Have you ever worked with drywall?
Drywall can be the simplest and most complicated material to work with depending on your experience and skill level. It’s pretty simple to repair, and really simple to do mess up a repair job if you don’t pay attention to details. Poorly repaired drywall can really take away from the clean, polished look you probably had in mind when you began the repair! Unfortunately, messy drywall repairs can really detract from the look and feel of the room and cause anyone entering the room to train their eyes immediately to the problem area.
One trick is to do a repair with three to four *thin* coats of compound. This means you will leave the sanding for just the last coat. Another trick is to build the joint out wider than you think you should, which will leave a shallow slope on each side that you can then sand down.
Drywall repair tools include flexible knives of various sizes, a corner knife, utility knife, and drywall saw. You are likely to need a hammer, screwdriver and a drill to complete smaller repairs. Anything significant could require a powered sander and larger saw of some kind. A level is also very handy for most drywall repair projects.
Prior to beginning any significant repair, it’s important to know where electric wires are attached to wall studs. Always locate the wall studs before you begin cutting, drilling or nailing drywall and be sure to check for wiring.
Materials needed include drywall compound, mesh tape, paper tape, drywall nails and screws to take care of most repairs. In some cases where strength is an issue, mesh tape with lightweight or all-purpose compound applied over it will do the job best. Using mesh tape for smaller repairs where strength is not an issue causes more problems than it’s worth due to the difficulty of working with it on smaller repair projects.
Be aware that a sheet of drywall weighs 50 lbs or more, so transporting and storing drywall safely is top priority. If a sheet of drywall is dropped on a foot or falls over on top of someone, it’s going to cause more damage than a sheet of plywood for example. BE CAREFUL!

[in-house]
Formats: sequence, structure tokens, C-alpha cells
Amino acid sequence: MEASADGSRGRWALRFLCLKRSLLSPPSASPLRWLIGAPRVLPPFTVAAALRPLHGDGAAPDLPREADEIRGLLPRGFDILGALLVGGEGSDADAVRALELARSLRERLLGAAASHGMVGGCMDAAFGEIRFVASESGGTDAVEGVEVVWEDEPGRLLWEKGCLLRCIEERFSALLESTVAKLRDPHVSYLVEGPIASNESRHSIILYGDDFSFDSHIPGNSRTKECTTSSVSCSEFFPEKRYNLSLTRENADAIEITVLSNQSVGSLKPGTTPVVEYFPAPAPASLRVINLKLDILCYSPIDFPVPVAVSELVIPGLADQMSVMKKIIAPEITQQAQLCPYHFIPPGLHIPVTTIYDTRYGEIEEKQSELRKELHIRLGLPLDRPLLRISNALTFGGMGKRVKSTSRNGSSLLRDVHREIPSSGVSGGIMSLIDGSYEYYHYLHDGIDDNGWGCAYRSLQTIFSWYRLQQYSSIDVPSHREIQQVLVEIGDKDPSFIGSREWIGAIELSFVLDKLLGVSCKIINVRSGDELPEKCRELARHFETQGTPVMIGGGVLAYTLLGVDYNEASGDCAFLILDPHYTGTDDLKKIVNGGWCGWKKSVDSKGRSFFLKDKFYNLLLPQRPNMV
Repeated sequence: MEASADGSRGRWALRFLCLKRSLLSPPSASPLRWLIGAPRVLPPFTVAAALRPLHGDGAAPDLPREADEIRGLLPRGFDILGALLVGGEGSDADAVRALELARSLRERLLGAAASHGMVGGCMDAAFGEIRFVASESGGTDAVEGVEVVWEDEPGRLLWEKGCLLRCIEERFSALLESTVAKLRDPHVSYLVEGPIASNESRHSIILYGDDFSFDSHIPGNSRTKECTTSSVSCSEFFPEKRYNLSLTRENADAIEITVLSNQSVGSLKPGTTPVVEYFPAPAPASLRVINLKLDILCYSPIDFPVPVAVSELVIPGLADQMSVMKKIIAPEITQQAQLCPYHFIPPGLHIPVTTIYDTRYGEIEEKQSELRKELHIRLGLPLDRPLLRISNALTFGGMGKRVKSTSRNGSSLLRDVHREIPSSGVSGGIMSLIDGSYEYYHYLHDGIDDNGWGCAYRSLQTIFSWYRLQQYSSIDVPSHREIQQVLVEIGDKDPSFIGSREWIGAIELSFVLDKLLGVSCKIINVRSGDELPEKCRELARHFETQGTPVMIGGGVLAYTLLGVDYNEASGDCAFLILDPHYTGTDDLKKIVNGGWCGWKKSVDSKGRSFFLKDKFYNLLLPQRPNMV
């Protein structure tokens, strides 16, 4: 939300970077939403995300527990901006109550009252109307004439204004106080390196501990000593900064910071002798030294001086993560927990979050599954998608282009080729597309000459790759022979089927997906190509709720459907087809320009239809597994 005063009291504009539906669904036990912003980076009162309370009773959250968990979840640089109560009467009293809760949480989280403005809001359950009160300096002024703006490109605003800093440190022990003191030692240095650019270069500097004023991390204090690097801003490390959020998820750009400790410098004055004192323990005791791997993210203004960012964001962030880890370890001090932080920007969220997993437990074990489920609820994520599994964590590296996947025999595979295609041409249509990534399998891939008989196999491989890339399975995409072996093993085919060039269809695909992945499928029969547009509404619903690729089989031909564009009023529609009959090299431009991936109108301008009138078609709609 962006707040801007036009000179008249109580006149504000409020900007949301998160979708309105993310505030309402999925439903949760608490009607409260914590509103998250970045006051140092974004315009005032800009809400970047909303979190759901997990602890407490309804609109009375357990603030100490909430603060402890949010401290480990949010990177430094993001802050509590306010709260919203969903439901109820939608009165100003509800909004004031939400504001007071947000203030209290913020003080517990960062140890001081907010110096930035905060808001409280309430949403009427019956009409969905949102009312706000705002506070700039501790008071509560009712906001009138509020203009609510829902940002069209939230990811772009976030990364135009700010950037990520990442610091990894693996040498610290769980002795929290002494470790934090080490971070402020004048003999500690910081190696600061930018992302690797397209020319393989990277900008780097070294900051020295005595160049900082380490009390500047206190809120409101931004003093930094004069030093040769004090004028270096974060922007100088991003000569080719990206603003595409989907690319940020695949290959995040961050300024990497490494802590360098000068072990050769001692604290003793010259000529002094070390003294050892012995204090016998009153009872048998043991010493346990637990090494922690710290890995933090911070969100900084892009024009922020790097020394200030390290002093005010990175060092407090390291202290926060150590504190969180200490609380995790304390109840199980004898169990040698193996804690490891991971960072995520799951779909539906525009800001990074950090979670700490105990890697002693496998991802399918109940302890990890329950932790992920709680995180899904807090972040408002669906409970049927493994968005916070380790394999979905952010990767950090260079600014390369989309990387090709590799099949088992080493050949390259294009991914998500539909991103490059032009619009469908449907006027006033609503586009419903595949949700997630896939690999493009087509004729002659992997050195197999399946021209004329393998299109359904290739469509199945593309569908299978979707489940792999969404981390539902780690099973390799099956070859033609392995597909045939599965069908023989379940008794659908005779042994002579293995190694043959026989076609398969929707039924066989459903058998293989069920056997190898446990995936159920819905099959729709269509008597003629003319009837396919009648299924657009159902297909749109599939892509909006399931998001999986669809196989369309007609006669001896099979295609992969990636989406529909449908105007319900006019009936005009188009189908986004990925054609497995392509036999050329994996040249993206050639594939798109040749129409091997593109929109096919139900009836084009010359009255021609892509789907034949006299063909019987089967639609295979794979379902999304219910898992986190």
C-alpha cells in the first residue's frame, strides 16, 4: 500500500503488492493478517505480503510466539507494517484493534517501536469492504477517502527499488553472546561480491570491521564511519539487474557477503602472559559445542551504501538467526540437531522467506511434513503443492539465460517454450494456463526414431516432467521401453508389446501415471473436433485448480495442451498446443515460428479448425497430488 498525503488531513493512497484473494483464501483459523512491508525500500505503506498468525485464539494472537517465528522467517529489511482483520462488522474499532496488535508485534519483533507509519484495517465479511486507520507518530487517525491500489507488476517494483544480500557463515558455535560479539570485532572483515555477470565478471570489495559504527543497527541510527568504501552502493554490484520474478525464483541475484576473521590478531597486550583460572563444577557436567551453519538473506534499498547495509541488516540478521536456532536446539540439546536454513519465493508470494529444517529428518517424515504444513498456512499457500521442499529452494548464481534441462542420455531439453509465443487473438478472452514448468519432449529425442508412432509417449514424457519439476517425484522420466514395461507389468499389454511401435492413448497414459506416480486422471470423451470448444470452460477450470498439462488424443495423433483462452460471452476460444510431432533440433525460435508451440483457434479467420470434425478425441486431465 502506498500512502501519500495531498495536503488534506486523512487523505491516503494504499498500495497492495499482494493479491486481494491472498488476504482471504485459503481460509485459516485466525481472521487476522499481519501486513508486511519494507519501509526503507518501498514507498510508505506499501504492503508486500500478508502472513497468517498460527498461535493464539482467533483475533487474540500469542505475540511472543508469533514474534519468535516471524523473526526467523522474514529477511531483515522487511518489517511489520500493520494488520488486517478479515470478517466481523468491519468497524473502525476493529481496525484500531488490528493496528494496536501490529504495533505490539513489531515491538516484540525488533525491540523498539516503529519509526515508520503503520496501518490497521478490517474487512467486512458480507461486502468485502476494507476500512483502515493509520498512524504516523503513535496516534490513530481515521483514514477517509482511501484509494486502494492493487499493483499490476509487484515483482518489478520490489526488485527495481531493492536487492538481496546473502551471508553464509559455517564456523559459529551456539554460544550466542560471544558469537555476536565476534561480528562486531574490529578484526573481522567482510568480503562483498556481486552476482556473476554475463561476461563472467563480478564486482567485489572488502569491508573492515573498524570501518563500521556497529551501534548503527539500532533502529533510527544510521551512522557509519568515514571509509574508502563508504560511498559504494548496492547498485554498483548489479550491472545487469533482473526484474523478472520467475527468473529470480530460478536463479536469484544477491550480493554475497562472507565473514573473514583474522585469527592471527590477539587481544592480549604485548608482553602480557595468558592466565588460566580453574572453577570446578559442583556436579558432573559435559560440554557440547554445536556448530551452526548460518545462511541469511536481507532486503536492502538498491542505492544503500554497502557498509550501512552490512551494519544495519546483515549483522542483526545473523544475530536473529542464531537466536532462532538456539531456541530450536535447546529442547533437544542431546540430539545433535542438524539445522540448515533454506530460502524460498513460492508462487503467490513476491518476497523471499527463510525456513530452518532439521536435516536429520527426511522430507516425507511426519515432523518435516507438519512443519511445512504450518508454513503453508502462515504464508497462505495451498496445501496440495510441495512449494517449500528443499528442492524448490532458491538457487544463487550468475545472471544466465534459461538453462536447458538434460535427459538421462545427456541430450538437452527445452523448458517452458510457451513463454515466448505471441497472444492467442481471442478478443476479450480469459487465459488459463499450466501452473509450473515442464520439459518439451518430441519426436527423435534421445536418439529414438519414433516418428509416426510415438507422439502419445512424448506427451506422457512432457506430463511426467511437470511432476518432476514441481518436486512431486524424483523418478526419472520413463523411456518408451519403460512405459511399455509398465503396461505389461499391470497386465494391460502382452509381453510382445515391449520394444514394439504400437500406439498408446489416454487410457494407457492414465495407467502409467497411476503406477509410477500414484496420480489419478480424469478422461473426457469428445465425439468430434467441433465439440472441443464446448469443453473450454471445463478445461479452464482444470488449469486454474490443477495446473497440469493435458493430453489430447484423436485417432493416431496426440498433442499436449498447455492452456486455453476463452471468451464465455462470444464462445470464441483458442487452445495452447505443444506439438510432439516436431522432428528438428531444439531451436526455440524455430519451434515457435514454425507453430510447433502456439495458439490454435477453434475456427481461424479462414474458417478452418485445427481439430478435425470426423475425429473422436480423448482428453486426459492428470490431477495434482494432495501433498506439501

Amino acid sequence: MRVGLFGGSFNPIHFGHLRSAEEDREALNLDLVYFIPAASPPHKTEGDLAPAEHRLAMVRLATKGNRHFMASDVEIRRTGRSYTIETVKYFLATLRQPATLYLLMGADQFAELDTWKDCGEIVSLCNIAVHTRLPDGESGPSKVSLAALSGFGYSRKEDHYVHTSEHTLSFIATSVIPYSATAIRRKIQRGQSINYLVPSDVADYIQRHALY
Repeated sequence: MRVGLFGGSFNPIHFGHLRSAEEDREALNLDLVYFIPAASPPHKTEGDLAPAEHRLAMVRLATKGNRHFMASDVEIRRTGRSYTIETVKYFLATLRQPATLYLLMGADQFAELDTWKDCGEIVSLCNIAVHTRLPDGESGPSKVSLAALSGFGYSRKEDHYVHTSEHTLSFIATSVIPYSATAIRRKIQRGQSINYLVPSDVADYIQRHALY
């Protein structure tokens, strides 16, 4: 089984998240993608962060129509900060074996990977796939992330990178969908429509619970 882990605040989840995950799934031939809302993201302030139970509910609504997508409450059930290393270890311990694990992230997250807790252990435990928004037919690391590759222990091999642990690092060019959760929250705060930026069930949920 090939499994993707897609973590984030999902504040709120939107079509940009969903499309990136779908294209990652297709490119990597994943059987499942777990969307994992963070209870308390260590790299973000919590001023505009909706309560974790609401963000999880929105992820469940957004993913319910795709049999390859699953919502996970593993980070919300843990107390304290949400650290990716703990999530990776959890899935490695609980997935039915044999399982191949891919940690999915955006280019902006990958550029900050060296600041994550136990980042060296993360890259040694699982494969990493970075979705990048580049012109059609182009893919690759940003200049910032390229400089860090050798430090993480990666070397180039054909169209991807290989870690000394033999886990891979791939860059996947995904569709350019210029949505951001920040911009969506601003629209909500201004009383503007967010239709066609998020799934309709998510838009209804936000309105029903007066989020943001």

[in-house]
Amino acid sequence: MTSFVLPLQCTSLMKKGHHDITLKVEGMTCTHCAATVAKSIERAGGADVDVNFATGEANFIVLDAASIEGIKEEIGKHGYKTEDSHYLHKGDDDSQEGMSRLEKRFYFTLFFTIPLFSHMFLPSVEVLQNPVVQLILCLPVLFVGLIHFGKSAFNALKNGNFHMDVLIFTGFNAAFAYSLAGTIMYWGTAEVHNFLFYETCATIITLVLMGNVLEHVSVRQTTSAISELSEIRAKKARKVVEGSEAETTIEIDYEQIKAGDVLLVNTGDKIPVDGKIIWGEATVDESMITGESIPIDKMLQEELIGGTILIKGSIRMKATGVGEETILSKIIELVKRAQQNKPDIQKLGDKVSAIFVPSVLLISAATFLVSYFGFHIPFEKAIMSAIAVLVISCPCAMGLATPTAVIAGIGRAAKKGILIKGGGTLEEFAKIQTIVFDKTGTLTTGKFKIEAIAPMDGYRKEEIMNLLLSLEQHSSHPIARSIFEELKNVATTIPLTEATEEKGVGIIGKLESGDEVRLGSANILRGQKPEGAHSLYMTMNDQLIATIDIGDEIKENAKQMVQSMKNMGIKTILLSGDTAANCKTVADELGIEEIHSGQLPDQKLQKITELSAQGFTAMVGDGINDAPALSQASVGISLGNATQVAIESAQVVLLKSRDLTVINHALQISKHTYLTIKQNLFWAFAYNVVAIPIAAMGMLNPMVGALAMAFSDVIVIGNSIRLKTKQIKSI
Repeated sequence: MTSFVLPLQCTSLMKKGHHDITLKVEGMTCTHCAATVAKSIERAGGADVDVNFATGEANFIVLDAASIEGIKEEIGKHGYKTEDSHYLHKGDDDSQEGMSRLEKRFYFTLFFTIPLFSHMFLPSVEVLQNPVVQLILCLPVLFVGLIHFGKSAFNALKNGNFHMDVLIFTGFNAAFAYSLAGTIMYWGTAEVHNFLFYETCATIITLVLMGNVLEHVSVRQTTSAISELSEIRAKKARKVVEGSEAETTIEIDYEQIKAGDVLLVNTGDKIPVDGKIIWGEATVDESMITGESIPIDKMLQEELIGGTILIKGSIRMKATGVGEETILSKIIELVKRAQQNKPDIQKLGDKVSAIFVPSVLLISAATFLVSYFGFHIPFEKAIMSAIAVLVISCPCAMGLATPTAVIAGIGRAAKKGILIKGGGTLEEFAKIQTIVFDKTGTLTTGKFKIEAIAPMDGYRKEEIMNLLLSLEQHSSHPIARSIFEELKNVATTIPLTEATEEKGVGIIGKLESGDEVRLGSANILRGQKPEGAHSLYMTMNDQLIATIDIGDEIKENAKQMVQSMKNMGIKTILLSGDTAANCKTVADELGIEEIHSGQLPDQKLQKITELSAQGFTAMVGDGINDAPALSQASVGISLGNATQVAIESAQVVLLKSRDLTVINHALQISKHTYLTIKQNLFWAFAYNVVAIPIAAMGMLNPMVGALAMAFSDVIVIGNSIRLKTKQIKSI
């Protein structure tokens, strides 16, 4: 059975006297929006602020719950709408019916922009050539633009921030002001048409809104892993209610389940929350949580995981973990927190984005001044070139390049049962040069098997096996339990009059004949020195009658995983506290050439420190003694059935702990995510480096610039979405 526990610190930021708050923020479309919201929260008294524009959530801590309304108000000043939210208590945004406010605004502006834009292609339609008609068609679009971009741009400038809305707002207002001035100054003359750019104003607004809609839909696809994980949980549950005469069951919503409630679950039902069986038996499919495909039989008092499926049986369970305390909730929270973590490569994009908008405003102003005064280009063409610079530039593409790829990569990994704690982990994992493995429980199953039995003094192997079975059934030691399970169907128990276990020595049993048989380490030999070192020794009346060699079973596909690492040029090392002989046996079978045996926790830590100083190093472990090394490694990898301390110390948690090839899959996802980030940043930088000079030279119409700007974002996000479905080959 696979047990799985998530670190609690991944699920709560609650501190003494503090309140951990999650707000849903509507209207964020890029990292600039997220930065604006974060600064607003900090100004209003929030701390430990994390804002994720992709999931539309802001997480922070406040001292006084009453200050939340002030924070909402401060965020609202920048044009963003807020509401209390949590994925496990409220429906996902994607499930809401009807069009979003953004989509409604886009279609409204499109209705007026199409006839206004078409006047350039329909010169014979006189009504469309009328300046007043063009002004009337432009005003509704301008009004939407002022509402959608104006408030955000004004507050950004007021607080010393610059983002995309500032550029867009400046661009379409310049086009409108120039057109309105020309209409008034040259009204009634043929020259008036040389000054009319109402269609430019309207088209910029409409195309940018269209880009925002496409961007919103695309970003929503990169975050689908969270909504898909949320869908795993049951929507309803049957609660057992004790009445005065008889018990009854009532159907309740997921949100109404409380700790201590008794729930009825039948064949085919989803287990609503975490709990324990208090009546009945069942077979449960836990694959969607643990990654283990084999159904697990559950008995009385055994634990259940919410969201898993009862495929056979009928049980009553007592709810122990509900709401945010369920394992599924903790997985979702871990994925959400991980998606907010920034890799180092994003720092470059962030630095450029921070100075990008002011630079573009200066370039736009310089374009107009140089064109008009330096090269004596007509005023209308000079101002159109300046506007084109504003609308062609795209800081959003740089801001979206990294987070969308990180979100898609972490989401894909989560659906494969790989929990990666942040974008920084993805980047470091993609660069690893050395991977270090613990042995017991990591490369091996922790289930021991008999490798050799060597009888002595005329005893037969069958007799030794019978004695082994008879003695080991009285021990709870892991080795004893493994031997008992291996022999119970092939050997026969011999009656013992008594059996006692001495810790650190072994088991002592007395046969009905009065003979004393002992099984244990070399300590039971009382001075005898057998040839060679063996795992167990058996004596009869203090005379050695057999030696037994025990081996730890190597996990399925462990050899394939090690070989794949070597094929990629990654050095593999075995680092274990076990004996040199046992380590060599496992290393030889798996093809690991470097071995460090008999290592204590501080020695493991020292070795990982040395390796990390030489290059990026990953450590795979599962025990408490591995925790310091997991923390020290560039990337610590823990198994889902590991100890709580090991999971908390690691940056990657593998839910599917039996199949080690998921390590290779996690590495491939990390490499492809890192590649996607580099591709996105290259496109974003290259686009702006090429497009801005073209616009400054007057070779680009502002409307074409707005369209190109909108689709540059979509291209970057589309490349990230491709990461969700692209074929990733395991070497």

Fixing drywall damaged by doorknobs, misguided furniture or kids on the loose is usually not a huge job with some drywall compound and a little touch up paint. Even someone with little experience can do a great job with these repairs.
Popped Nail Heads
A popped nail is a nail that backs out of the drywall and is no longer holding the drywall to the stud.
To repair, you first want to set a screw through the drywall into the stud about an inch or two above the popped nail head. This screw will serve to reattach the drywall to the stud. Sink the screw head below the surface of the drywall so you can cover it with spackle and paint over it to blend it into the wall.
For smaller holes in drywall from door knobs and other accidents, you can purchase a drywall patch kit that should contain everything you need.
First, place the mesh patch over the hole in the drywall
Next, use a drywall knife to cover the patch with joint compound blending it in with the wall.
Feather the edges by increasing the pressure and angle on the drywall knife as you reach the outer edges of the patch area. This will minimize or thin the joint compound on the drywall.
Let the patch dry completely and then apply a second coat of compound if needed.
Once the second coat dries, sand the area smooth and apply paint.
Whatever repair you are making, you will want to decide whether you want to repaint the entire wall or just apply touch up paint to the patched areas. When patching tiny nail holes, you can cover up the repairs by touching up the paint with a small brush.
When patching a large number of holes or more serious damage, it is important to prime the patched walls before repainting. This is especially important when you plan to use a semi-gloss or shinier finish. In general, the higher the gloss, the less the paint will blend with surface textures and will cause the repair area to appear different than the original paint.
For any drywall repairs or projects, give us a call! (424) 903-2668
Phone (424) 903-2668